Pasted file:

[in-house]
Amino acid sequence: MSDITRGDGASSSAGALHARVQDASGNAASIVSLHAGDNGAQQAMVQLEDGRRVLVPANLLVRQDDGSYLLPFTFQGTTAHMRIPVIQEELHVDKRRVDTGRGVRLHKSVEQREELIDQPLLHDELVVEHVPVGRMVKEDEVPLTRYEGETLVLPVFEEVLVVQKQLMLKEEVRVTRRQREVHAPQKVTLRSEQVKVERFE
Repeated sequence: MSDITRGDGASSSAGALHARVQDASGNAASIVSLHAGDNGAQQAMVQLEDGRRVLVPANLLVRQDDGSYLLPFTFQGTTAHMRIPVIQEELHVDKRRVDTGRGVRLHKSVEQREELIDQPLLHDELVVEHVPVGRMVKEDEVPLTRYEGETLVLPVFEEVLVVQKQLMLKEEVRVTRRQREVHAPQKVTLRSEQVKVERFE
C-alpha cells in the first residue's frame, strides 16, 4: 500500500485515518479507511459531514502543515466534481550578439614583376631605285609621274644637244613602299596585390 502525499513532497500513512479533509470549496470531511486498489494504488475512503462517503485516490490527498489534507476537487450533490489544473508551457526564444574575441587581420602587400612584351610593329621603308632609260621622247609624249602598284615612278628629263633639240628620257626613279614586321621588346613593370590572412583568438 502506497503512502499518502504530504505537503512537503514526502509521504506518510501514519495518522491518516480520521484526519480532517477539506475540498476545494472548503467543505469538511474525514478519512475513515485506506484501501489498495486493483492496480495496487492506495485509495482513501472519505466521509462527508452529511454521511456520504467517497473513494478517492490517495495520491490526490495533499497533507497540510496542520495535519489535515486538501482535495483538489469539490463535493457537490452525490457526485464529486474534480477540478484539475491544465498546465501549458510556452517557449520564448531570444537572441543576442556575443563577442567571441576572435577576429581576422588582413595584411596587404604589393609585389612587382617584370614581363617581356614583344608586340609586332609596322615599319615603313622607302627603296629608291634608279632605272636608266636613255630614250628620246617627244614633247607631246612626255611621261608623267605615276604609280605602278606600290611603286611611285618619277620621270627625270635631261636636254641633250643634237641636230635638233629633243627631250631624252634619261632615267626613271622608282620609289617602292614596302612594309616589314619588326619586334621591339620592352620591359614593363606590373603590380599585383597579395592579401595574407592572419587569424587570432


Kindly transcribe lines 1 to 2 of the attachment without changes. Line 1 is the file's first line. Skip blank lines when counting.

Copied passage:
[in-house]
Amino acid sequence: MSDITRGDGASSSAGALHARVQDASGNAASIVSLHAGDNGAQQAMVQLEDGRRVLVPANLLVRQDDGSYLLPFTFQGTTAHMRIPVIQEELHVDKRRVDTGRGVRLHKSVEQREELIDQPLLHDELVVEHVPVGRMVKEDEVPLTRYEGETLVLPVFEEVLVVQKQLMLKEEVRVTRRQREVHAPQKVTLRSEQVKVERFE